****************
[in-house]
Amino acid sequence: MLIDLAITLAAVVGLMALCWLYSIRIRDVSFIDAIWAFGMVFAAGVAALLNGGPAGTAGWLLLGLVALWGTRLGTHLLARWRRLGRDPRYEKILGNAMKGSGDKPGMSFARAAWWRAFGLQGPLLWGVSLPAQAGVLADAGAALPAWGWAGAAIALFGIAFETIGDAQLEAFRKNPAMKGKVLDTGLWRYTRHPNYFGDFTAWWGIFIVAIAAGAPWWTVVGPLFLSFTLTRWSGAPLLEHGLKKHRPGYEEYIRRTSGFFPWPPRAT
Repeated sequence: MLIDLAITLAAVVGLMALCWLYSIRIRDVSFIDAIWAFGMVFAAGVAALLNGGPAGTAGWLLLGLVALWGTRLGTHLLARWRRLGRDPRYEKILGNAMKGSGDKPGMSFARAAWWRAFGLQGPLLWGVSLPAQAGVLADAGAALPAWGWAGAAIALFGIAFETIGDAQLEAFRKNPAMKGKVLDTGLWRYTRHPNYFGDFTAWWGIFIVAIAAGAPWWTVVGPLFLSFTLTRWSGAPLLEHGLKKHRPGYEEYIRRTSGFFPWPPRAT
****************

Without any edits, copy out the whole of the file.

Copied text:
[in-house]
Amino acid sequence: MLIDLAITLAAVVGLMALCWLYSIRIRDVSFIDAIWAFGMVFAAGVAALLNGGPAGTAGWLLLGLVALWGTRLGTHLLARWRRLGRDPRYEKILGNAMKGSGDKPGMSFARAAWWRAFGLQGPLLWGVSLPAQAGVLADAGAALPAWGWAGAAIALFGIAFETIGDAQLEAFRKNPAMKGKVLDTGLWRYTRHPNYFGDFTAWWGIFIVAIAAGAPWWTVVGPLFLSFTLTRWSGAPLLEHGLKKHRPGYEEYIRRTSGFFPWPPRAT
Repeated sequence: MLIDLAITLAAVVGLMALCWLYSIRIRDVSFIDAIWAFGMVFAAGVAALLNGGPAGTAGWLLLGLVALWGTRLGTHLLARWRRLGRDPRYEKILGNAMKGSGDKPGMSFARAAWWRAFGLQGPLLWGVSLPAQAGVLADAGAALPAWGWAGAAIALFGIAFETIGDAQLEAFRKNPAMKGKVLDTGLWRYTRHPNYFGDFTAWWGIFIVAIAAGAPWWTVVGPLFLSFTLTRWSGAPLLEHGLKKHRPGYEEYIRRTSGFFPWPPRAT